I have a busy medical practice that includes quite a number of people who have HIV or who are at risk of HIV. Yet none of them ever brings up the issue of sexual risk behavior and what they can do to stay safe. How can I raise the issue with them?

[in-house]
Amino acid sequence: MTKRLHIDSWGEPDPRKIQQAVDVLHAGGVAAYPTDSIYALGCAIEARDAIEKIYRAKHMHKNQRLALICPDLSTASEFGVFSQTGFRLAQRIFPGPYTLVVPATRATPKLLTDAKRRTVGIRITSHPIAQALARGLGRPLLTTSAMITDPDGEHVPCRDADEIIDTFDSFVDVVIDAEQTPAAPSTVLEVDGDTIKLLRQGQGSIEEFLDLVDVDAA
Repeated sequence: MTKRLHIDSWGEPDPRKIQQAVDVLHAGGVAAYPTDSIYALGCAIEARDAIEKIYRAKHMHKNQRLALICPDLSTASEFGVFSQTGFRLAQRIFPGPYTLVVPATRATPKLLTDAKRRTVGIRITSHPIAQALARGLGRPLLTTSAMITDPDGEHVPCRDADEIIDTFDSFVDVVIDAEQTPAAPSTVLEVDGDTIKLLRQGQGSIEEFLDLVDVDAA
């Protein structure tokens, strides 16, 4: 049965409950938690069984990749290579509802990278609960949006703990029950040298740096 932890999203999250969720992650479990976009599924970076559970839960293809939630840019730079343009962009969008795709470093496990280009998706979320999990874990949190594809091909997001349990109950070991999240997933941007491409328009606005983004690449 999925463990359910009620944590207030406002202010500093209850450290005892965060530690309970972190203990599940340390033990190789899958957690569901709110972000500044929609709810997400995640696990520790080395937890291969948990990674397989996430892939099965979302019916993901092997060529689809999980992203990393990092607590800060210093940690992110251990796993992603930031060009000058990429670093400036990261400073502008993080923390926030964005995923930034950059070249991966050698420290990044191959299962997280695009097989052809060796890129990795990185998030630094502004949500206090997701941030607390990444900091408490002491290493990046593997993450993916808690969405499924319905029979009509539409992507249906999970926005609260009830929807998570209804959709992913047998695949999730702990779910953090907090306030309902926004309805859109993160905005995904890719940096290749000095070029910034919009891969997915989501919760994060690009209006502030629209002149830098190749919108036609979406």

Your position as a health care provider offers you a unique opportunity to talk about protected sexual behavior. Because this is such a sensitive subject, you cannot expect your patients to bring it up on their own. Instead, it is important for you to give them an opportunity to raise any concerns they may have, and then to take the time to have a discussion about risk behaviors. One way to approach the issue is to say “Some of my patients wonder whether HIV may be a risk for them. Do you ever think about that?” By bringing up other people, you make it less about them individually than about a general issue faced by everyone. This same approach can also be used to discuss other sensitive subjects, such as contraception and sexually transmitted diseases. It is especially important to bring up issues related to sexuality with younger people. Many school systems are doing an inadequate job of teaching youths about sexuality, for example, by having “abstinence-only” curricula that are increasingly being shown to be ineffective. Instead, it is crucial to provide younger people with accurate, scientific information and to reflect openness to their concerns. Discussing sexuality with a young person will not be “putting ideas in their heads.” Sex is “in their heads” already – they’re hearing about it ever day from their friends and peers as well as from a media-saturated society in which sexuality is everywhere. Based upon your expertise and comfort with discussing sexuality, you should be able to assess an individual’s risk and then also make appropriate referrals. Beforehand, you should familiarize yourself with a range of information sources and community-based organizations, and to share this information with your patients.